Long before it was designed as a “New Urbanism” development, King Farm was prized for its strategic location on Frederick Road. Hopefully, key remnants of King Farm’s 200-year history will survive the transformation from productive farmland to a thriving community.
Its early history is full of gaps, but one thing is certain – King Farm was occupied by a variety of colorful characters. In addition to long-time Rockville families, such as the Veirs and Magruders, former tenants and owners included Shadrach Nugent, son of an Irish indentured servant and an African-born slave, and Rebecca Fields, widow of the founder of the Montgomery County Sentinel. In 1822, Andrew Graff purchased the 122 acres along Frederick Road where he had lived since 1814; his family farmed this land over a century. A description from 1877 notes that “the property has a frontage of about a third of a mile on the Frederick Road … in full view of the Metropolitan Branch of the B&O RR and is located convenient to three railroad stations, the county seat, churches [and] schools.” Then, as now, the farm’s location along major transit routes made it desirable and convenient.
The Graff family sold the property, including a large farmhouse, to W. Lawson King in 1925. King subsequently purchased three neighboring farms, which he consolidated into Irvington Farm, a successful dairy business. At its peak, Irvington Farm boasted the world’s largest Holstein herd and sold cows from its champion stock internationally. It was also the largest milk producer in the area, much of which was processed by Thompson’s Dairy. The roof sign was recently repainted by the City to keep it visible from Frederick Road.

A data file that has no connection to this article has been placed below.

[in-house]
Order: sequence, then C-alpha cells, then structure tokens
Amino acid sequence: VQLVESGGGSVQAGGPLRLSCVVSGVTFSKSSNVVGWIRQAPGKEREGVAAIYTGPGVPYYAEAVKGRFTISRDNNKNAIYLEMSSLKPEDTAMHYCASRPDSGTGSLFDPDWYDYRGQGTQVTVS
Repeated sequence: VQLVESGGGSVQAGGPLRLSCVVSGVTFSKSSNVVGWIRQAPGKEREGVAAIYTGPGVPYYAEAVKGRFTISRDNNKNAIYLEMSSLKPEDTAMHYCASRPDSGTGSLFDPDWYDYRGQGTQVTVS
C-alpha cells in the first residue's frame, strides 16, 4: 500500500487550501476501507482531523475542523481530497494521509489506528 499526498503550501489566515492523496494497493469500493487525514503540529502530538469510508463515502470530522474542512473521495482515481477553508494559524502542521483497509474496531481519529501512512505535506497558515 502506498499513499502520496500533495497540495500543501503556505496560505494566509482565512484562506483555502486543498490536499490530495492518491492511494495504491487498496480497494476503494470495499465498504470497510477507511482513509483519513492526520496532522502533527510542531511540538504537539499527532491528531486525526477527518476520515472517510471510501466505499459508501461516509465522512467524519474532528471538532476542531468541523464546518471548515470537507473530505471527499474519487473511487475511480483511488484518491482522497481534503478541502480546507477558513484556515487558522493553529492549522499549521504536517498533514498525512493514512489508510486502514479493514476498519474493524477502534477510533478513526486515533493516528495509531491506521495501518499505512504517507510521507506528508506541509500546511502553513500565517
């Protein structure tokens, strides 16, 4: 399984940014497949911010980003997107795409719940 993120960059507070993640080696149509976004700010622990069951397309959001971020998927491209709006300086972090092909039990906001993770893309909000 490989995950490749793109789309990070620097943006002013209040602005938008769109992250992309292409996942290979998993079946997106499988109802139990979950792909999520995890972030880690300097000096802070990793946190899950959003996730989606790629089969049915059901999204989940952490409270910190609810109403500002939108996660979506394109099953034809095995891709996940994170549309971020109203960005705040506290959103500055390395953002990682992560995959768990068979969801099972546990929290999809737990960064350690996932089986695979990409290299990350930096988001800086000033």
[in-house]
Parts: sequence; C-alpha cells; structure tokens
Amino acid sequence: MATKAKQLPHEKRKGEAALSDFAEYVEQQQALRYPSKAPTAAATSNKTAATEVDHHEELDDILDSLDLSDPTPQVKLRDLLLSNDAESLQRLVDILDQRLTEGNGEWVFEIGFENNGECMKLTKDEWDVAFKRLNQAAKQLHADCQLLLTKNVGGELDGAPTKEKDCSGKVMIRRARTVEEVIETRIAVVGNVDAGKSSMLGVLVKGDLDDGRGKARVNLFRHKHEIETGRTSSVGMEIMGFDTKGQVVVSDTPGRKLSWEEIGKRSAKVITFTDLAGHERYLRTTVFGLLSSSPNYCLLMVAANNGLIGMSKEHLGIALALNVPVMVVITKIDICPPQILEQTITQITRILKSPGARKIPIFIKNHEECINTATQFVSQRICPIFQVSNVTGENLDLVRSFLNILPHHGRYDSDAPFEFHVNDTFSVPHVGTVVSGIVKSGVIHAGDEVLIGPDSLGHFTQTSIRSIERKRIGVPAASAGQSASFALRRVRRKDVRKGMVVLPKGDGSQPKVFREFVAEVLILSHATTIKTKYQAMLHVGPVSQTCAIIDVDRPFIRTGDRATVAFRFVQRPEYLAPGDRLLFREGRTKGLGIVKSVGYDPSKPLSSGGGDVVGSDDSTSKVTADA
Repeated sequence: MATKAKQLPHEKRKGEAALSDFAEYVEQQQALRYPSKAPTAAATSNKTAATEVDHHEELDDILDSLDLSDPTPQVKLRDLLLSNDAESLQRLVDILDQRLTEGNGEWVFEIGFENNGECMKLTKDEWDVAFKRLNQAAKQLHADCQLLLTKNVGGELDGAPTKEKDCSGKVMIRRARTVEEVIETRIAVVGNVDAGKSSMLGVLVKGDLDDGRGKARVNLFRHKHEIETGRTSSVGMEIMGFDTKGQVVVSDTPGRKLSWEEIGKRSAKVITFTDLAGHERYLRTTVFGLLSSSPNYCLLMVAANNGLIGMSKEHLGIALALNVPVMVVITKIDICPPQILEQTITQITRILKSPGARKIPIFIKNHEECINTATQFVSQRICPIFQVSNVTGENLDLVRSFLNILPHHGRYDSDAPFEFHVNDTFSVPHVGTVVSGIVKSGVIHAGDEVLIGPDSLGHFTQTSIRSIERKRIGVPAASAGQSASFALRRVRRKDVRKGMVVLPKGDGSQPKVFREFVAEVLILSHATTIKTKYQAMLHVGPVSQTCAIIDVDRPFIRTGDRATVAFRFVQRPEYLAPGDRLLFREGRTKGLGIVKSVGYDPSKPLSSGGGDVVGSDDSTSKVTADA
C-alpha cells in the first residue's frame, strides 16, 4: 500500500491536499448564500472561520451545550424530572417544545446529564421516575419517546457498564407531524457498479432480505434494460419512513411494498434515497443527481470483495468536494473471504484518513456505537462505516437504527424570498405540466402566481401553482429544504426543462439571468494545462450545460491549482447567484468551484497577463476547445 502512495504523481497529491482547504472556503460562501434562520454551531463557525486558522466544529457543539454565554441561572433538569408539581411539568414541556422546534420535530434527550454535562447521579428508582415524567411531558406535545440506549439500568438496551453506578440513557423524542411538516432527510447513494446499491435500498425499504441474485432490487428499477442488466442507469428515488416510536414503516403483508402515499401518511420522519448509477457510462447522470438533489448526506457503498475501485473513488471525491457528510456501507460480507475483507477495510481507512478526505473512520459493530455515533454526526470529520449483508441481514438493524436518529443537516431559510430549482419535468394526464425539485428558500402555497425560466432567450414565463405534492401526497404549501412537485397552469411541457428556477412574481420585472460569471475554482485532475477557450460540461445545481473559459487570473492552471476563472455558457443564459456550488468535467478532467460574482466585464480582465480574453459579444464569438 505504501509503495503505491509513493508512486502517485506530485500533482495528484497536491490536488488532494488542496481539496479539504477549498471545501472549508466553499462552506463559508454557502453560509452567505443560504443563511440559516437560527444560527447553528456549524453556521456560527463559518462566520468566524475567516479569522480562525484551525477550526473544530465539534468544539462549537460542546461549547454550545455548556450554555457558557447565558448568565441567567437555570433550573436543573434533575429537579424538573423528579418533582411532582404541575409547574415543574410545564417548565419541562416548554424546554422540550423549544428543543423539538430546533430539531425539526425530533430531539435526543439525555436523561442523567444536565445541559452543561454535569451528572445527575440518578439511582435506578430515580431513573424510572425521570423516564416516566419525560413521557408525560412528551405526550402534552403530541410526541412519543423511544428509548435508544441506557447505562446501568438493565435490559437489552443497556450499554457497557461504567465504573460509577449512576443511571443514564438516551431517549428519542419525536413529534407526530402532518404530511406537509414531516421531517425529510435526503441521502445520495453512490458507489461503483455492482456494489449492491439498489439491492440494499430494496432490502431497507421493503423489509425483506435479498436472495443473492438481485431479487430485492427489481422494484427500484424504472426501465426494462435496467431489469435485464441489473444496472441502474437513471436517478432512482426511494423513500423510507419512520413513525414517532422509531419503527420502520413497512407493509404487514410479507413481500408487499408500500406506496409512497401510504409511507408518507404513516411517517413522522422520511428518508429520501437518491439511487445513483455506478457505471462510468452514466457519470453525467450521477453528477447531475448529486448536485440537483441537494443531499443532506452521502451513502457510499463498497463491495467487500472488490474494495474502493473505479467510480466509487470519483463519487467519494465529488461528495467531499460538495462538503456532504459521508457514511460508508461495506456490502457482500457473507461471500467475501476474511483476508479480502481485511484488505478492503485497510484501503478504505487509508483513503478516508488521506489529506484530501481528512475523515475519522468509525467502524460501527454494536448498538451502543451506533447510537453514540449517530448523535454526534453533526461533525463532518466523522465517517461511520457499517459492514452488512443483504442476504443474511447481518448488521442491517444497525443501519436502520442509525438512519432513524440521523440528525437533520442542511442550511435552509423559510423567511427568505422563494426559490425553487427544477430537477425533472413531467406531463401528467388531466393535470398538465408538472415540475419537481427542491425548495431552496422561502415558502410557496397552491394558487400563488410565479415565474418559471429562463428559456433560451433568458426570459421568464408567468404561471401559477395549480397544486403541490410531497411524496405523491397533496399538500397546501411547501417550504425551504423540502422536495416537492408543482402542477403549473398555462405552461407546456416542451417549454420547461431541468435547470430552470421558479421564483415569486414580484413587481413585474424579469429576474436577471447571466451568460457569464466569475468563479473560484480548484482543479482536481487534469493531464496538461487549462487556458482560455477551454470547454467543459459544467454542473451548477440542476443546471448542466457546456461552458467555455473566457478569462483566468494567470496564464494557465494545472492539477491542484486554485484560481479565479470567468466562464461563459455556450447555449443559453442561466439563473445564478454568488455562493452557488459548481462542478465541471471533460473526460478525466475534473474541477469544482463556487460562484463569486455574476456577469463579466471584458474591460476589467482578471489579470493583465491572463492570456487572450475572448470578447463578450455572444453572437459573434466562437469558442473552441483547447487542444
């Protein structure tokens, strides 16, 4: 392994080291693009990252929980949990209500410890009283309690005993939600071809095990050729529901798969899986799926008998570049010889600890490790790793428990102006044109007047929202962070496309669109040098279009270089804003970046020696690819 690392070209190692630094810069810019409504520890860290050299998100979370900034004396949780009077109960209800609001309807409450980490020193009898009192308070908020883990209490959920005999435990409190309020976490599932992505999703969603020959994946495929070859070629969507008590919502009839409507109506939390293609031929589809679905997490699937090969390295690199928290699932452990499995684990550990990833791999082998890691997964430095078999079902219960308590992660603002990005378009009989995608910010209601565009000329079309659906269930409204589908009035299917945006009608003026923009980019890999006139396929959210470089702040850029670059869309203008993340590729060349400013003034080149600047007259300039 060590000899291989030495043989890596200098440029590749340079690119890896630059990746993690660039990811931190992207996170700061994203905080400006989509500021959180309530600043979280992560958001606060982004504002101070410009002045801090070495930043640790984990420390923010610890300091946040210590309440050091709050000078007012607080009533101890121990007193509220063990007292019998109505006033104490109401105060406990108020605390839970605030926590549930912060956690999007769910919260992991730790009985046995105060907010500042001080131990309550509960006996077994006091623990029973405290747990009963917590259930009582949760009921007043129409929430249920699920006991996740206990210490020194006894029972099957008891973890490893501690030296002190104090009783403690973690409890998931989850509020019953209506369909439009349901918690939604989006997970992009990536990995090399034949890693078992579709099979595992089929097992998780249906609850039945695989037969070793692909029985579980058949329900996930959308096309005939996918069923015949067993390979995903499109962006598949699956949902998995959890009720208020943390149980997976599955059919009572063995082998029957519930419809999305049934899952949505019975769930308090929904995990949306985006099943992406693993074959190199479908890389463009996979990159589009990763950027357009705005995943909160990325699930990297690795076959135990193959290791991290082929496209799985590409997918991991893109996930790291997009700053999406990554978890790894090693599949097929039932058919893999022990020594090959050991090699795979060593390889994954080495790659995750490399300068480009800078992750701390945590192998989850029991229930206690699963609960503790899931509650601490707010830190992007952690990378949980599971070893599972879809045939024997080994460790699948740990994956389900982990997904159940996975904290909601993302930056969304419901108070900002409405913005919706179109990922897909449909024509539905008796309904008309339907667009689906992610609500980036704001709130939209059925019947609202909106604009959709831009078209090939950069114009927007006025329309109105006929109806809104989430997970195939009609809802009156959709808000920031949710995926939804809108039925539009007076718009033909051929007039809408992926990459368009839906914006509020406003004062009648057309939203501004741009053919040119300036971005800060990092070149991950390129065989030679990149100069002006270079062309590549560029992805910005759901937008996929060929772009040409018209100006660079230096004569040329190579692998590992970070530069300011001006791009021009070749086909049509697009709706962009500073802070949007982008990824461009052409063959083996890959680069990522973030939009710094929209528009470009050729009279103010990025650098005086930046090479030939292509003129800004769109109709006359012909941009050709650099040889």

At the time of Lawson King’s death in 1985, there was considerable speculation about the fate of King Farm, long considered a prime target for planned development. Following a decade of legal and financial difficulties, the bank foreclosed and sold the 430-acre estate to developers. The City of Rockville annexed the property in 1995. Touted in the press as a “Field of Dreams,” King Farm was transformed into a large-scale mixed use community, inspired by “New Urbanism,” a comprehensive design philosophy that advocates, among other principles, pedestrian-friendly communities with a variety of housing types, interconnected networks of streets, accessible retail and recreational facilities, and civic buildings that promote communal identity – all prime characteristics of the new King Farm. Also emphasized are the preservation of historic structures for community use and a respect for local architectural traditions.
Today, King Farm is home to new residents and businesses, and its population may reach 19,000 by 2006. As construction continues, the City of Rockville is considering alternatives for the farmhouse, dairy barns, and outbuildings clustered on the 5-acre site that it owns. Proposed uses may include a museum, theatre, a recreation facility, or others. Peerless will continue to work with King Farm residents and City officials to help ensure that the history of this noteworthy property is available to future generations.
Click on the link for a King Farm Tour.